Integration Tips in Preparation for Peer Editing or Editing

The following comments can be applied either to one’s paper or others’ work.  Each challenge appears enough that it is worth noting generally.

We shouldn’t be seeing many quotes at the starts or ends of paragraphs for the obvious reason that they would not get integrated.

You’re not complimenting a reader’s intelligence if you define, say, drug use or what a computer game is.  That would be filler.

Sometimes, students pad papers by overusing long quotes.  Avoid this.  Those quotes are rarely that well-worded.  Mostly, they are used for filler.  Summarize so you can set up interpretations and commentary instead..

Consider that the default source use option isn’t quoting, but paraphrase.  With that in mind, we should see drafts which contain paraphrases.


Topic Sentences Related to the Thesis?  Where are These Legendary Creatures? 

Early in semesters, students get caught deferring—passively letting sources take over—far too much.  I cannot tell what your topic sentences are, much less the causes—even much less the ways that those causes relate to the claim you are making.  Partly, this is because the thesis statements were too broad and didn’t argue much.  A valid thesis must be an arguable opinion about which others may disagree.  It’s not a fact.  If the claim you’re working with is one on which a book could be based, it’s too broad!

Consider recognizing the boring, obvious causes outright in your introduction, but then pivoting to make some claim about lesser-known causes that must be known if the topic is to be understood properly.  You provide those lesser-known causes while acknowledging the ones most other people immediately think about.  Again, show that you know how to get beyond the obvious.  (Read a few papers and see if anyone’s causes taught you anything or were surprising in how they were combined with the other causes.)  The claims must change so that you show how the causes work together—which are relatively more or less important.

Oh, and add transitions . . . . there ought to be a logic that you provide to readers as to how the causes are ordered.  Causes being time-based, that should be easy, but you can focus on importance as well.  Not all causes are equally important, so not all causes get equal attention.


Setup is Something Critical Readers Expect

Provide a signal phrase.  It’s a must.  Readers need to know that you know why a source is valid.  Don’t just name drop.  If you say that Robinson says _____ about video games, who are good readers to care about Robinson yet?  The yet is the key.  It’s for you to establish.  Use a signal phrase that does this.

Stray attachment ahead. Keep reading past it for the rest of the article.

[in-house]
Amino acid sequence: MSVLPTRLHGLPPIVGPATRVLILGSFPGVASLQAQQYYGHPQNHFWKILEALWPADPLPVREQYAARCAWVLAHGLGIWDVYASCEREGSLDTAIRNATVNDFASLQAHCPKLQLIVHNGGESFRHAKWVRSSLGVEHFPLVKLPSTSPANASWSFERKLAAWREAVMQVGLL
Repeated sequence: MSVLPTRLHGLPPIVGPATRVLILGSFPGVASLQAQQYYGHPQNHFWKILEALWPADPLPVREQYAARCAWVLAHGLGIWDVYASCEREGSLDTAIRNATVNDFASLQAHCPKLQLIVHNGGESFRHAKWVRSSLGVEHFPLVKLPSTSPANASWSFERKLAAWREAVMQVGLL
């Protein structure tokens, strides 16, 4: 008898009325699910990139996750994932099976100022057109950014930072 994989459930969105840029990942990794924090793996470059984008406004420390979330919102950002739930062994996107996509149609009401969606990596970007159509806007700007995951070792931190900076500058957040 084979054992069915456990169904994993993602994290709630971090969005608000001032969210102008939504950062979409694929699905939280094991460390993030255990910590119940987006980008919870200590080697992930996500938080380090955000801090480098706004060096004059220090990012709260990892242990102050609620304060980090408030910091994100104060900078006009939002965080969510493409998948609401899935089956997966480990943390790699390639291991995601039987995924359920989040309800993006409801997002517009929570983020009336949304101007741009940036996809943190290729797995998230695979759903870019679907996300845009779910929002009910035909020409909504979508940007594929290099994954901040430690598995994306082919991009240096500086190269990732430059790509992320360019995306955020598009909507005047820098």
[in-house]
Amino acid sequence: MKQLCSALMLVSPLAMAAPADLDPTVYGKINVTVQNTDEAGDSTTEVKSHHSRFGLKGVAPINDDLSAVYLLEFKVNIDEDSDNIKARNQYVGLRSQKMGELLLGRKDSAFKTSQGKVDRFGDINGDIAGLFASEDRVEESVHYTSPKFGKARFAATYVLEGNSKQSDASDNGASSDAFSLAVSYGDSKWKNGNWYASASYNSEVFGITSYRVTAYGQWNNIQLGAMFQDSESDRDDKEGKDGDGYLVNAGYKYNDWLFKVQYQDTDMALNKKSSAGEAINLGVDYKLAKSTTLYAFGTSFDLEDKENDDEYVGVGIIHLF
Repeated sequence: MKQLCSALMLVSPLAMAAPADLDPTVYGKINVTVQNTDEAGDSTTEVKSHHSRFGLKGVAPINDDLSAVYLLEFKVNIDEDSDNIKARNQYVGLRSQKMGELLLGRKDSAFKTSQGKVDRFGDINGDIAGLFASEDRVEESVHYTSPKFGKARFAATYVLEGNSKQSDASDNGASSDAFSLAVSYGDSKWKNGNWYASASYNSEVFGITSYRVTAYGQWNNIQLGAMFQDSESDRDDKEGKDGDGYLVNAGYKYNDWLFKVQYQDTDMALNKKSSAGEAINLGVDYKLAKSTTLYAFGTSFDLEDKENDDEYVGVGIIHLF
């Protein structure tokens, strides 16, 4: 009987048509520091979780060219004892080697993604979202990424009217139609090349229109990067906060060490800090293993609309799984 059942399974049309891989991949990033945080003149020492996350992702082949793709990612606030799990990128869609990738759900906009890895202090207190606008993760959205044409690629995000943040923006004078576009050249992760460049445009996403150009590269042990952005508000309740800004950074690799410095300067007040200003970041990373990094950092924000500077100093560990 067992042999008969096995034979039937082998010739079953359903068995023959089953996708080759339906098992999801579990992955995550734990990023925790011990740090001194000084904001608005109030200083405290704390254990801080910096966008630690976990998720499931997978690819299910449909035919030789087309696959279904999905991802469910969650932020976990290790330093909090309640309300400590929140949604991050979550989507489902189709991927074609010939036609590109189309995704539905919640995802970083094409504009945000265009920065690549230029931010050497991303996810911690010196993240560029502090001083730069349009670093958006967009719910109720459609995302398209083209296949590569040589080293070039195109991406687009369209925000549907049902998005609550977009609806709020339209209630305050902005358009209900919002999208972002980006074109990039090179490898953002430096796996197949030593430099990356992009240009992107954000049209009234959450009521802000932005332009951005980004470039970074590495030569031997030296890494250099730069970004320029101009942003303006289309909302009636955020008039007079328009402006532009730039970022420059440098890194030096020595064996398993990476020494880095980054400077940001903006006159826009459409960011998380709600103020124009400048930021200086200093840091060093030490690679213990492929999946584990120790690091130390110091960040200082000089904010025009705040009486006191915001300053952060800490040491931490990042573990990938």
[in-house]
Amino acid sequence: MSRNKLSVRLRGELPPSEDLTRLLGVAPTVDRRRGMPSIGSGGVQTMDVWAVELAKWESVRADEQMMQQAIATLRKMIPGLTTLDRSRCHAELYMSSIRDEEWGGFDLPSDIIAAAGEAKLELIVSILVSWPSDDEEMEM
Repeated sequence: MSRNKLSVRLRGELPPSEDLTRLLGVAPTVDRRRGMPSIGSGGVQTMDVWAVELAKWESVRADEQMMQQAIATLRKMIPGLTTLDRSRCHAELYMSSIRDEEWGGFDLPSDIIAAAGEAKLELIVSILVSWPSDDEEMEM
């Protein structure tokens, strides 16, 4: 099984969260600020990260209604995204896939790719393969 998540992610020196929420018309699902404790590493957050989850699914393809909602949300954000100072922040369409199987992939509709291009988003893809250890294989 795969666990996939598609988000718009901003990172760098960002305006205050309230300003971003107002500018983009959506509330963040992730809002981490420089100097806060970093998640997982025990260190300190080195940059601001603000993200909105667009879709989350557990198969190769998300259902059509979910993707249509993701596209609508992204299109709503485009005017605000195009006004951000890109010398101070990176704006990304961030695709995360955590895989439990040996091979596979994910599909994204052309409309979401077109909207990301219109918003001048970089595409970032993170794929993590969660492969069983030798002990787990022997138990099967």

• Save author’s name for the in-text citation if there’s no page to put in there, as there wouldn’t be a page with a HTML database article or a website.  There would be a page for a book or PDF article.
  • Establish the credentials and context in a signal phrase.  Example: In his acclaimed 1991 book on Africa’s migration crisis, Harvard researcher Tudo Bom notes

That example has time, status, context, and name all folded in.  See how much better this is than “cold quoting”—starting a sentence with a quote.  If you compound the problem by not following up with any interpretation, readers are checked out and your impressive quote has utterly backfired.  This is what we expect at the college level.


Interpretation: Comment to Varying Extents and Adopt Tones

Readers are less interested in a quote than in what the writer does with it.

Do more writing around the quote (signal phrase, interpretation) than the quote is long.  If you can start there, you might have an integrated paragraph.  There are writing moves that ought to occur after a quote.

Statistics and misleadingly vivid, atypical cases got overused in too many people’s drafts.  Instead of marshaling support for your side, they erode credibility.

“In other words,” is a common after-citation move.

Relate the cited material to the topic sentence and/or the thesis claim.  Do something afterwards!

In no case should I be seeing over 60% of any paragraph coming from sources.  (Summaries, remember, are from “them” and are theirs.)

These are not skill-based issues, folks.  They are attentiveness challenges.  We are overlooking the basics and filling space.  Having errors like the extra spaces in the heading, around the title, between paragraphs, etc., will lead to automatic letter-grade deductions by most instructors. The topics will become more arguable if you break them down.

Why not note that “In discussions of the supposed link between video games and violence, television media have tended to suppose _______ and ______; this paper instead focuses on ________.”  Set apart your paper.  In my example, too, you’ll see that some people in D1 entirely mistook the purpose and ended up supporting those mistaken media presumptions rather than arguing anything of their own.

Think about what you think here.  Read aloud the work you have.  You’ll notice gaps in logic, areas needing transitions, and unfounded presumptions needing reworking.  You can do it!